Prepare Home for Confinement
Winter weather can isolate, or confine you in your home. If you live in rural area, make sure you could survive at home for a week or 2 in case a storm isolates you and makes it impossible for you to leave.
Steps for Preparing Home
Steps for Preparing Home
- Keep an adequate supply of heating fuel on hand and use it sparingly. If necessary, conserve fuel by keeping the house cooler than usual, or by closing off some rooms temporarily.
- Have some type of alternative, emergency heating equipment on hand and fuel so that you could keep at least 1 room of your house warm enough for survival. This could be a camp stove with fuel, or a supply of wood or coal if you have a fireplace.
- Plug in a carbon monoxide detector with battery backup.
- Stock an emergency supply of non-perishable food and water. Some of this food should be of the type that does not require refrigeration or cooking.
- Stock first aid supplies.
- Make sure you have battery-powered radio and extra batteries on hand, so that if your electric power is cut off you can still hear weather forecasts, information and advice broadcast by authorities. Flashlights would be needed also.
- Keep on hand the simple tools and equipment needed to fight a fire, a fire extinguisher(s) and battery-powered smoke detectors on every level of your home. Be certain that all family members know how to take precautions that would prevent a fire. During a winter storm, help from the fire department may not be immediately available.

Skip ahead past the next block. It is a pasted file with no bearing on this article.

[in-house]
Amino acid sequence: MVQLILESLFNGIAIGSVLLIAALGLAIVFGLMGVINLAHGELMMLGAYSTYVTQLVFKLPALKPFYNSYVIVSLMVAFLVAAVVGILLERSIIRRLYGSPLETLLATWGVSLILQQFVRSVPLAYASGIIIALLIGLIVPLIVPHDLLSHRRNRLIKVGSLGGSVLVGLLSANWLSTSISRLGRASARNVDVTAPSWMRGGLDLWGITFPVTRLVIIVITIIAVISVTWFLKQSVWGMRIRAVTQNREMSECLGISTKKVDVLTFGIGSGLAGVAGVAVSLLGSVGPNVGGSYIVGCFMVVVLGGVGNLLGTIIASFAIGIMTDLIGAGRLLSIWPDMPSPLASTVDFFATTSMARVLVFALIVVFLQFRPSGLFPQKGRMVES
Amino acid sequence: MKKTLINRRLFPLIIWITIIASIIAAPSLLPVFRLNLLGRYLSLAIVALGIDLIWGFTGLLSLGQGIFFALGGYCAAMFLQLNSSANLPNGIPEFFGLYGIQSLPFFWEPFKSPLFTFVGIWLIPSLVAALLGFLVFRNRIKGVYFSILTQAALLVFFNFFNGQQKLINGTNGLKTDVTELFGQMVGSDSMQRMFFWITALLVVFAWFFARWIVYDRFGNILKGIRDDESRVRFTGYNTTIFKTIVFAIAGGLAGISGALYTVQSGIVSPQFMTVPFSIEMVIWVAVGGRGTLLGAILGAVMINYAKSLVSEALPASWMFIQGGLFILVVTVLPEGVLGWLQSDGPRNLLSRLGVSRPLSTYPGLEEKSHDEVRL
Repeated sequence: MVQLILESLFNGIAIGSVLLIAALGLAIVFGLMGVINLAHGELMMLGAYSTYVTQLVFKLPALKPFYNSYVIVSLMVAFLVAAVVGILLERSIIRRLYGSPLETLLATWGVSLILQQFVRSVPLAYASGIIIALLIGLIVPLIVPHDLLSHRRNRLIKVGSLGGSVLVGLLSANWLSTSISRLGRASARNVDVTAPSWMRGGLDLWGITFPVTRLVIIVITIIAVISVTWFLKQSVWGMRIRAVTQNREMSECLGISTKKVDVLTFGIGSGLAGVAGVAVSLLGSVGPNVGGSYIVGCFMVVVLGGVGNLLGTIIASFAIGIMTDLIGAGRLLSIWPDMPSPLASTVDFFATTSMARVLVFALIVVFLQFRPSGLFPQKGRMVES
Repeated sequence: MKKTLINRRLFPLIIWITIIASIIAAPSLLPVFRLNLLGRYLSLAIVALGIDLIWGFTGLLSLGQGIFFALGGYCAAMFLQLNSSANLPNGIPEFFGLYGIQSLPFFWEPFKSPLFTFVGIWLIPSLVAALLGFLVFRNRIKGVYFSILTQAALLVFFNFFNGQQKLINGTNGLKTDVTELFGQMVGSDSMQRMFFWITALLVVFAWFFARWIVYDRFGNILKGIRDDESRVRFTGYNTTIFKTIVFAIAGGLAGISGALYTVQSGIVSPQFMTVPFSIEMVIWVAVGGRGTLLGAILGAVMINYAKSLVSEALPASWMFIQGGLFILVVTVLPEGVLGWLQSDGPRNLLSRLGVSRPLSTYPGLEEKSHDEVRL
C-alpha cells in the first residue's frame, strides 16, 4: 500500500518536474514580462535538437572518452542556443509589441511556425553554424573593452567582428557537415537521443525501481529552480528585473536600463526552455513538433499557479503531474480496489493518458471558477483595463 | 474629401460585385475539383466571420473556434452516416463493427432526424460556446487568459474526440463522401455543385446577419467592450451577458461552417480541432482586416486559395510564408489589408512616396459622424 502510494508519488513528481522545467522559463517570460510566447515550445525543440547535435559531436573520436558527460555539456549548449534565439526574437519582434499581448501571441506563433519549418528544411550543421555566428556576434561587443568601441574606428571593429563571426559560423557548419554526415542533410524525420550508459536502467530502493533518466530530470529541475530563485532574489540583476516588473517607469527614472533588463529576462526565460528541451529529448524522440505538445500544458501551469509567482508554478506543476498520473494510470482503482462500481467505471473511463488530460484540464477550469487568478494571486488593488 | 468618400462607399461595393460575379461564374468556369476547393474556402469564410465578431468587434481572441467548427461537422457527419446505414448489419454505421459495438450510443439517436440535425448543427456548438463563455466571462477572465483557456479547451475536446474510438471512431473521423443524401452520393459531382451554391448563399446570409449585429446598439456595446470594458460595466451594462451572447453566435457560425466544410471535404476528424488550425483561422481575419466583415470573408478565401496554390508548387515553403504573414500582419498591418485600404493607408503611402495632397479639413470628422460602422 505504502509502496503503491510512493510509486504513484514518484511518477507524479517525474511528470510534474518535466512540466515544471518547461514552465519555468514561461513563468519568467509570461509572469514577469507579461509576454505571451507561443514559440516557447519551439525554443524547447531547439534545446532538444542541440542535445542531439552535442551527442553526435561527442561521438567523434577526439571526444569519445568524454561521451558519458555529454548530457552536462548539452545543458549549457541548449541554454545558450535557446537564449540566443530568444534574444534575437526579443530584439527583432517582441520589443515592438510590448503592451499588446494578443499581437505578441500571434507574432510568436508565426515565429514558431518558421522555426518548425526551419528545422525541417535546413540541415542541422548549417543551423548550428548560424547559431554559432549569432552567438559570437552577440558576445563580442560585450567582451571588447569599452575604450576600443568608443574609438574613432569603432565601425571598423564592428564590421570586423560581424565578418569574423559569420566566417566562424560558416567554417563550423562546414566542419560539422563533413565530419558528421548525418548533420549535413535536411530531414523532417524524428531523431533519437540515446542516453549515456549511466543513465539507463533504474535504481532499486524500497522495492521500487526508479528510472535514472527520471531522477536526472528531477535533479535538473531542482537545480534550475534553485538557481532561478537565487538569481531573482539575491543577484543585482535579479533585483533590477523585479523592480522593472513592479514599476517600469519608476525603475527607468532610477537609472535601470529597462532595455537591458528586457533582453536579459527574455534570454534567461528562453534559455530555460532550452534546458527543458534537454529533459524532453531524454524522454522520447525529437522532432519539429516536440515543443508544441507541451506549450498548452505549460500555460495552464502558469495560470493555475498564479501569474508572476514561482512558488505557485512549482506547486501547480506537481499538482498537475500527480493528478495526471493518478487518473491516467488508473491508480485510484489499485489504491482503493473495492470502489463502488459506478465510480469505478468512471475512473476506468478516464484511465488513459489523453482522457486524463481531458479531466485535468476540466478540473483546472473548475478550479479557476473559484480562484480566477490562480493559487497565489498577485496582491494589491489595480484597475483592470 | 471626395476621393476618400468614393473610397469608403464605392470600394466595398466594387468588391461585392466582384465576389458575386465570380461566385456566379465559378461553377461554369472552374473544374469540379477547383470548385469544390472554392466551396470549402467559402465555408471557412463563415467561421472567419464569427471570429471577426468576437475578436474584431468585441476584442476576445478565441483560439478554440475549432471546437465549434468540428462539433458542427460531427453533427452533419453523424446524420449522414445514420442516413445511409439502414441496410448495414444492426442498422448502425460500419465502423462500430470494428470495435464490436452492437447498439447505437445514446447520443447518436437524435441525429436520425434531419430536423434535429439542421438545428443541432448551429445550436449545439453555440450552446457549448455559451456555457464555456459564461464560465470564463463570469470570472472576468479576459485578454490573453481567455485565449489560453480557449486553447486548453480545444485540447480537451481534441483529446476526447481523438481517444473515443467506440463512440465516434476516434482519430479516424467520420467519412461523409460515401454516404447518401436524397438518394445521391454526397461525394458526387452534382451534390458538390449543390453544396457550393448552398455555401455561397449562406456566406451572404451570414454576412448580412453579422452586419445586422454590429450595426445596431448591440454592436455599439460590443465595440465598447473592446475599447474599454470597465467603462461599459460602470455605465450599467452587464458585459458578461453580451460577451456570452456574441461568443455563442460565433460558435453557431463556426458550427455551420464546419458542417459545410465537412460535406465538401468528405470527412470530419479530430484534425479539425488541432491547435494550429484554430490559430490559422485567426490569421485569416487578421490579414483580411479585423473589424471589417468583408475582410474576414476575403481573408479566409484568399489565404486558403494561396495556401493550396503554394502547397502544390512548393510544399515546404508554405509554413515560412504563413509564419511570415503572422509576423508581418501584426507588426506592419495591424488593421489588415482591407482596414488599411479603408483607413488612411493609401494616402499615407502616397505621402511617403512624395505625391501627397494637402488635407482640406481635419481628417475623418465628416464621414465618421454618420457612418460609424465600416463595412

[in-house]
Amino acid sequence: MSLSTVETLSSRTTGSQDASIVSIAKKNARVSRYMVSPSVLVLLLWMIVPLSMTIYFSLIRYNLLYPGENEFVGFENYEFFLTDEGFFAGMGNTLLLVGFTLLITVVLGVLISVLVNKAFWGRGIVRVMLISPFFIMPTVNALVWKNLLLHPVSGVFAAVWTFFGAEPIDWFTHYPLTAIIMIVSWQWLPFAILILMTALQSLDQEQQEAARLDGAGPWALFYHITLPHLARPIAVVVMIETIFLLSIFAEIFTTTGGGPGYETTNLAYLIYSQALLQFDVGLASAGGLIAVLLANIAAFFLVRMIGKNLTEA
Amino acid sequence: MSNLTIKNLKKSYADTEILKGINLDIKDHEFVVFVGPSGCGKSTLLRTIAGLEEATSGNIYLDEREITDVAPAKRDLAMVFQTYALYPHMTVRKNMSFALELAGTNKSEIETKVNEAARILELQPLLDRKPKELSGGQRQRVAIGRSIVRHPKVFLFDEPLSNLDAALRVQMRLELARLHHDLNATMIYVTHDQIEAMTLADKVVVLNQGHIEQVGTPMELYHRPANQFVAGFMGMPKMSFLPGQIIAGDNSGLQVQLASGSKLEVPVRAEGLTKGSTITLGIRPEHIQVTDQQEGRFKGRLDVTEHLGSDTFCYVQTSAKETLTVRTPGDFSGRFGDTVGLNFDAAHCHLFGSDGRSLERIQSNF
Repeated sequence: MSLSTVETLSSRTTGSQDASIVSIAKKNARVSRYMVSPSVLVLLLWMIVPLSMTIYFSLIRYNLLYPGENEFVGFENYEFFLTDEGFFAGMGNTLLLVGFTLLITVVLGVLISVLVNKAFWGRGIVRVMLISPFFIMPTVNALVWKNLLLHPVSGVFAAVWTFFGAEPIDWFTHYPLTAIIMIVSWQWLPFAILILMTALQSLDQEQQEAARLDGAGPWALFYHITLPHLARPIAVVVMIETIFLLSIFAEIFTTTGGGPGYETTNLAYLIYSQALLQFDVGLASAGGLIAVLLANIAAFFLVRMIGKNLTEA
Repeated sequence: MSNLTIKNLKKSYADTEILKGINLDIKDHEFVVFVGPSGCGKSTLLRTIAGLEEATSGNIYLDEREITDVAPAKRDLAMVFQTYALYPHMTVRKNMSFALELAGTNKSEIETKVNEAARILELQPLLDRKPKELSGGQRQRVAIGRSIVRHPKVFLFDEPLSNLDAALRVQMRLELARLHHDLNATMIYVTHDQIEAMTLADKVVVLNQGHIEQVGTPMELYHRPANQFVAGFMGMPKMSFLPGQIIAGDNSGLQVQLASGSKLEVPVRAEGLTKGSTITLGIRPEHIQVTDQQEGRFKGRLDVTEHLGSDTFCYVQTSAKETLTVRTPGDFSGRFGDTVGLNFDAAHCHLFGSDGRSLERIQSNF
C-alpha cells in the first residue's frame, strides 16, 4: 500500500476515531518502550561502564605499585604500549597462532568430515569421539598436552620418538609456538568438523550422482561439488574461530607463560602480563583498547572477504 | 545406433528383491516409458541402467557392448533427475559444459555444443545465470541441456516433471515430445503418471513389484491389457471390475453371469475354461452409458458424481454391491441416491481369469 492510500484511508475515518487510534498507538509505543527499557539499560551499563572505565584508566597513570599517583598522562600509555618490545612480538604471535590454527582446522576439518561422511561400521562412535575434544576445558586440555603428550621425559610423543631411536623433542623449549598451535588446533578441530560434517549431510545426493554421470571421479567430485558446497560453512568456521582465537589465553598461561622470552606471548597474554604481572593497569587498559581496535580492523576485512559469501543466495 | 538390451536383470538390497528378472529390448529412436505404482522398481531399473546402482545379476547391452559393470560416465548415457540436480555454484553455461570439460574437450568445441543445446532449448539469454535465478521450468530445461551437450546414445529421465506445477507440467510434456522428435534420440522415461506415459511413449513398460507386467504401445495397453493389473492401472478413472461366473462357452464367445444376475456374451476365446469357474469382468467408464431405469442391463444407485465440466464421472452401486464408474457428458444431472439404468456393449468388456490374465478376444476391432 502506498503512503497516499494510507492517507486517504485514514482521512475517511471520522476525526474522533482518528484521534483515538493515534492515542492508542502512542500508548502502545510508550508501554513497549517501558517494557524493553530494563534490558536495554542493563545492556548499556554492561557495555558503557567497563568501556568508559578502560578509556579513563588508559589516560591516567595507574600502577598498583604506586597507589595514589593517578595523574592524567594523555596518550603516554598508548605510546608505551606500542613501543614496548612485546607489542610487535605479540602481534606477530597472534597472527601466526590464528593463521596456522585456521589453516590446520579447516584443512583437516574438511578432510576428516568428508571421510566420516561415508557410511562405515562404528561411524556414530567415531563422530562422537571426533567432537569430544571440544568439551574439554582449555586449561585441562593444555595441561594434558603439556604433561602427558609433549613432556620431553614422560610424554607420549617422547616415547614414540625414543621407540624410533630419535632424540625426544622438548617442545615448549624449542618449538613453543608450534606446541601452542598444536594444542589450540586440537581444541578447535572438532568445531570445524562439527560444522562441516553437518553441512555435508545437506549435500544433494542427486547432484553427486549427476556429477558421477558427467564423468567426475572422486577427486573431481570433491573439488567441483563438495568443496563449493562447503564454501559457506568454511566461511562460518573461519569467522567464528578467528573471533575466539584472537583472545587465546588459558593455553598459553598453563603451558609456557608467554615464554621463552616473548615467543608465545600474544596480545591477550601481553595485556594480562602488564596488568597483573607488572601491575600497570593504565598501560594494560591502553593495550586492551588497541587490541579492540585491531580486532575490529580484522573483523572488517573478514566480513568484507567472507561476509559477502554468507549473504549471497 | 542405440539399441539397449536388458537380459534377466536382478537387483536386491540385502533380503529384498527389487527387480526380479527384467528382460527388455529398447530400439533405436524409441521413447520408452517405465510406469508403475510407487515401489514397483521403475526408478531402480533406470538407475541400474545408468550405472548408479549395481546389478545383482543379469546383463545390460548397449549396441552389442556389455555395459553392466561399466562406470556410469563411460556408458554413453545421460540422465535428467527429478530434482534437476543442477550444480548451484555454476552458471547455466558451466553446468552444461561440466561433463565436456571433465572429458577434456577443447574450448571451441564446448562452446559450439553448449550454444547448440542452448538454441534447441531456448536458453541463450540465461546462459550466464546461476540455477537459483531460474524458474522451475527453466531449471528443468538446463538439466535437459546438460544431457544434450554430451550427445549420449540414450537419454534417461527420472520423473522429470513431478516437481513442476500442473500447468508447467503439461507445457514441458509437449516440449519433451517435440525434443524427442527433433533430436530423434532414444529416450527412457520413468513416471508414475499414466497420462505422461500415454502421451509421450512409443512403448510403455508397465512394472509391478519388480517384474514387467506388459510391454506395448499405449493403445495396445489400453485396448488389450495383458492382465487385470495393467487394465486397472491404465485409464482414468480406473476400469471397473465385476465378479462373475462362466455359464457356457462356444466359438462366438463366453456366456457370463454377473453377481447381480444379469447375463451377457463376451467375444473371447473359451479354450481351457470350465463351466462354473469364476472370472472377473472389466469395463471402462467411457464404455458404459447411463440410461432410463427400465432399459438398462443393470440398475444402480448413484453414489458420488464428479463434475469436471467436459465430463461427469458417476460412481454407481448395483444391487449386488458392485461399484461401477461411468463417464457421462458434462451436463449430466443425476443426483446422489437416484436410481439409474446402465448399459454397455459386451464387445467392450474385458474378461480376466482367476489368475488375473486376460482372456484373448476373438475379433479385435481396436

- Never try to thaw frozen water pipes with a blow torch or other open flame (the pipe could conduct the heat and ignite the wall structure inside the wall space). Use hot water or a UL labeled device such as a hand-held dryer for thawing.
- If you plan to use a back-up generator, read info on Emergency Generators.
- If you use a space heater, make sure you vent your house to avoid the buildup of deadly carbon monoxide gases.
- Never use a charcoal grill as a supplemental heat source. Burning charcoal gives off deadly carbon monoxide fumes. Even a faulty furnace can produce odorless and tasteless carbon monoxide. Proper ventilation is essential.
- Caution should be used if a range or oven is utilized as a supplementary heating source. It is a safety hazard that can cause burns, but it can also be a source of toxic fumes.
- If you use an electric heater, be sure not to overload the circuit. Only use extension cords which have the necessary rating to carry the amperage load.